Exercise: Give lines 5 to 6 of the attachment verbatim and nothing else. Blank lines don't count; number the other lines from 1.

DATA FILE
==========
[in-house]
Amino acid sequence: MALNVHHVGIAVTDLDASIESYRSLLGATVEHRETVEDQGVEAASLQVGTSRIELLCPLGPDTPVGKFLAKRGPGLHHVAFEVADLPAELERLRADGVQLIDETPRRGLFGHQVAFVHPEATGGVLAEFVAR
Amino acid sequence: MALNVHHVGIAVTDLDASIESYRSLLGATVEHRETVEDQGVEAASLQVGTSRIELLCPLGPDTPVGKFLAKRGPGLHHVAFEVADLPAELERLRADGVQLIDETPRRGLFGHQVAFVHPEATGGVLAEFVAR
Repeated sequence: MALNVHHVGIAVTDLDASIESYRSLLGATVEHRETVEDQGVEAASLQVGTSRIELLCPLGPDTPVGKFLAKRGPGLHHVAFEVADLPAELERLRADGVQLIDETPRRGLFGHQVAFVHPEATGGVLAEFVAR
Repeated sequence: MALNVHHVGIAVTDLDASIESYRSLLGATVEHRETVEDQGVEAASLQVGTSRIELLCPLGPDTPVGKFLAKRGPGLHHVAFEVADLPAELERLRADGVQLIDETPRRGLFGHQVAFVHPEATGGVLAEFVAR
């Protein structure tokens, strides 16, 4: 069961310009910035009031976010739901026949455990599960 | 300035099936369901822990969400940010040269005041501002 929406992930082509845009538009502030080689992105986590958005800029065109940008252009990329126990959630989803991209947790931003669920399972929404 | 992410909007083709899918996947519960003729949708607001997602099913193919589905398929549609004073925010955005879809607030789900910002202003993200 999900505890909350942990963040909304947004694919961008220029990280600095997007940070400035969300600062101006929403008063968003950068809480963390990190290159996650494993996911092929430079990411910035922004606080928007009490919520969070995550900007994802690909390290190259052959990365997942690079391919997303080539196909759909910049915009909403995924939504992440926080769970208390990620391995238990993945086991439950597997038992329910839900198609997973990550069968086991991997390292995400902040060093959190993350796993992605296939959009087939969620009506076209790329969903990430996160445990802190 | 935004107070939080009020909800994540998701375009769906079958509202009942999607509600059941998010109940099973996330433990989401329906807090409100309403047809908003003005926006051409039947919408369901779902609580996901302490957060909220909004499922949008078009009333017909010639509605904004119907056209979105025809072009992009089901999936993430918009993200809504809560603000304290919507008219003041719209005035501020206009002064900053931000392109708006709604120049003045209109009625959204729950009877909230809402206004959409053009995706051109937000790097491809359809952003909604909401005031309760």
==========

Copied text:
Repeated sequence: MALNVHHVGIAVTDLDASIESYRSLLGATVEHRETVEDQGVEAASLQVGTSRIELLCPLGPDTPVGKFLAKRGPGLHHVAFEVADLPAELERLRADGVQLIDETPRRGLFGHQVAFVHPEATGGVLAEFVAR
């Protein structure tokens, strides 16, 4: 069961310009910035009031976010739901026949455990599960 | 300035099936369901822990969400940010040269005041501002 929406992930082509845009538009502030080689992105986590958005800029065109940008252009990329126990959630989803991209947790931003669920399972929404 | 992410909007083709899918996947519960003729949708607001997602099913193919589905398929549609004073925010955005879809607030789900910002202003993200 999900505890909350942990963040909304947004694919961008220029990280600095997007940070400035969300600062101006929403008063968003950068809480963390990190290159996650494993996911092929430079990411910035922004606080928007009490919520969070995550900007994802690909390290190259052959990365997942690079391919997303080539196909759909910049915009909403995924939504992440926080769970208390990620391995238990993945086991439950597997038992329910839900198609997973990550069968086991991997390292995400902040060093959190993350796993992605296939959009087939969620009506076209790329969903990430996160445990802190 | 935004107070939080009020909800994540998701375009769906079958509202009942999607509600059941998010109940099973996330433990989401329906807090409100309403047809908003003005926006051409039947919408369901779902609580996901302490957060909220909004499922949008078009009333017909010639509605904004119907056209979105025809072009992009089901999936993430918009993200809504809560603000304290919507008219003041719209005035501020206009002064900053931000392109708006709604120049003045209109009625959204729950009877909230809402206004959409053009995706051109937000790097491809359809952003909604909401005031309760």